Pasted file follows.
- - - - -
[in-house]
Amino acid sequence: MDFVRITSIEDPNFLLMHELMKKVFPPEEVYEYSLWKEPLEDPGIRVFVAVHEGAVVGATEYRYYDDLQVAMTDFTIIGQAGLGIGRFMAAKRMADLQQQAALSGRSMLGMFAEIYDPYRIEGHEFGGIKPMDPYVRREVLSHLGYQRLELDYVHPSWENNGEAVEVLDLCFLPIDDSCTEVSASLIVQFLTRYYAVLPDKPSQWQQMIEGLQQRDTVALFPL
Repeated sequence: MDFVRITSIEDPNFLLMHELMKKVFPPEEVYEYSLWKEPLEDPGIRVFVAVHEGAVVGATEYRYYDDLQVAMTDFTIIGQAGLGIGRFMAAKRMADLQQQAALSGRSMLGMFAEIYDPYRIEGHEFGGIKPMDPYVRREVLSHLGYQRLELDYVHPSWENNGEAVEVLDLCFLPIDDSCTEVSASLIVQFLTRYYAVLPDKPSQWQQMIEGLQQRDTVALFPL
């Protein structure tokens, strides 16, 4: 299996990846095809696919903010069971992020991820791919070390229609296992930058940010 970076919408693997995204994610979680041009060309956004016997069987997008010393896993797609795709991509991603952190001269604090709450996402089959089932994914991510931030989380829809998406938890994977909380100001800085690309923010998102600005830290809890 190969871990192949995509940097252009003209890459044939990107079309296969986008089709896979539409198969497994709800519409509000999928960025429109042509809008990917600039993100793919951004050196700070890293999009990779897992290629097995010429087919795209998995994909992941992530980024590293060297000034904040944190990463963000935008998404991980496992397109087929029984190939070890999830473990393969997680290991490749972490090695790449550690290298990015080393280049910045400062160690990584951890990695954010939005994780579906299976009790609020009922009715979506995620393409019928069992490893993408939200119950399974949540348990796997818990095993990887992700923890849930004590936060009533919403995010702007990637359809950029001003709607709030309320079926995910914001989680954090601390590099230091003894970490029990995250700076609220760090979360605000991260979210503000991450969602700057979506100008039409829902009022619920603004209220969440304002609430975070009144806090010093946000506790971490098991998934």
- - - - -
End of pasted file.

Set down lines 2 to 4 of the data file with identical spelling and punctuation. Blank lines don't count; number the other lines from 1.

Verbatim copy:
Amino acid sequence: MDFVRITSIEDPNFLLMHELMKKVFPPEEVYEYSLWKEPLEDPGIRVFVAVHEGAVVGATEYRYYDDLQVAMTDFTIIGQAGLGIGRFMAAKRMADLQQQAALSGRSMLGMFAEIYDPYRIEGHEFGGIKPMDPYVRREVLSHLGYQRLELDYVHPSWENNGEAVEVLDLCFLPIDDSCTEVSASLIVQFLTRYYAVLPDKPSQWQQMIEGLQQRDTVALFPL
Repeated sequence: MDFVRITSIEDPNFLLMHELMKKVFPPEEVYEYSLWKEPLEDPGIRVFVAVHEGAVVGATEYRYYDDLQVAMTDFTIIGQAGLGIGRFMAAKRMADLQQQAALSGRSMLGMFAEIYDPYRIEGHEFGGIKPMDPYVRREVLSHLGYQRLELDYVHPSWENNGEAVEVLDLCFLPIDDSCTEVSASLIVQFLTRYYAVLPDKPSQWQQMIEGLQQRDTVALFPL
């Protein structure tokens, strides 16, 4: 299996990846095809696919903010069971992020991820791919070390229609296992930058940010 970076919408693997995204994610979680041009060309956004016997069987997008010393896993797609795709991509991603952190001269604090709450996402089959089932994914991510931030989380829809998406938890994977909380100001800085690309923010998102600005830290809890 190969871990192949995509940097252009003209890459044939990107079309296969986008089709896979539409198969497994709800519409509000999928960025429109042509809008990917600039993100793919951004050196700070890293999009990779897992290629097995010429087919795209998995994909992941992530980024590293060297000034904040944190990463963000935008998404991980496992397109087929029984190939070890999830473990393969997680290991490749972490090695790449550690290298990015080393280049910045400062160690990584951890990695954010939005994780579906299976009790609020009922009715979506995620393409019928069992490893993408939200119950399974949540348990796997818990095993990887992700923890849930004590936060009533919403995010702007990637359809950029001003709607709030309320079926995910914001989680954090601390590099230091003894970490029990995250700076609220760090979360605000991260979210503000991450969602700057979506100008039409829902009022619920603004209220969440304002609430975070009144806090010093946000506790971490098991998934």